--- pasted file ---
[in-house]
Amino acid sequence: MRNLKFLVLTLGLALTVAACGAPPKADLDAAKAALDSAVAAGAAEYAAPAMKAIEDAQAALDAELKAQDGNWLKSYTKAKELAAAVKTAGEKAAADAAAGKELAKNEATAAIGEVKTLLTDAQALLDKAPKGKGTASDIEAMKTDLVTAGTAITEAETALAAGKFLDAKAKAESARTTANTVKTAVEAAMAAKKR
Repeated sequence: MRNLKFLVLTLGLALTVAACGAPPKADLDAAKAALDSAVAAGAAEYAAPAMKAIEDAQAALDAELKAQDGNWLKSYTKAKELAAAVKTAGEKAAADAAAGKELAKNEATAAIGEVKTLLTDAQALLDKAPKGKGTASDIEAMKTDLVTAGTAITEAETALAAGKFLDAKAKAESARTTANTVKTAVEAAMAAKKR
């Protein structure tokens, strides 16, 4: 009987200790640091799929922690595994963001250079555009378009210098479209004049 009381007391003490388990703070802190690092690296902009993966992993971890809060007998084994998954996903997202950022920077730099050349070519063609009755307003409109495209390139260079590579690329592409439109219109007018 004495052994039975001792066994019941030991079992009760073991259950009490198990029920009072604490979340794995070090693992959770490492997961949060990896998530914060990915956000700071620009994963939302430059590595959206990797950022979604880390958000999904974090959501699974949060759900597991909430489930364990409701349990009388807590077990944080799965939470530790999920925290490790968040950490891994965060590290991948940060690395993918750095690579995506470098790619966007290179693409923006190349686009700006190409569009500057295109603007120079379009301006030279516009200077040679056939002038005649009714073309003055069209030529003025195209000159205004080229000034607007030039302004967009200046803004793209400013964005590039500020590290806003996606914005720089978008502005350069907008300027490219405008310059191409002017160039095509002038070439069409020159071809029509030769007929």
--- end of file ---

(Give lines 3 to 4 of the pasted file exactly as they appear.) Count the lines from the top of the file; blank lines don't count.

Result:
Repeated sequence: MRNLKFLVLTLGLALTVAACGAPPKADLDAAKAALDSAVAAGAAEYAAPAMKAIEDAQAALDAELKAQDGNWLKSYTKAKELAAAVKTAGEKAAADAAAGKELAKNEATAAIGEVKTLLTDAQALLDKAPKGKGTASDIEAMKTDLVTAGTAITEAETALAAGKFLDAKAKAESARTTANTVKTAVEAAMAAKKR
């Protein structure tokens, strides 16, 4: 009987200790640091799929922690595994963001250079555009378009210098479209004049 009381007391003490388990703070802190690092690296902009993966992993971890809060007998084994998954996903997202950022920077730099050349070519063609009755307003409109495209390139260079590579690329592409439109219109007018 004495052994039975001792066994019941030991079992009760073991259950009490198990029920009072604490979340794995070090693992959770490492997961949060990896998530914060990915956000700071620009994963939302430059590595959206990797950022979604880390958000999904974090959501699974949060759900597991909430489930364990409701349990009388807590077990944080799965939470530790999920925290490790968040950490891994965060590290991948940060690395993918750095690579995506470098790619966007290179693409923006190349686009700006190409569009500057295109603007120079379009301006030279516009200077040679056939002038005649009714073309003055069209030529003025195209000159205004080229000034607007030039302004967009200046803004793209400013964005590039500020590290806003996606914005720089978008502005350069907008300027490219405008310059191409002017160039095509002038070439069409020159071809029509030769007929």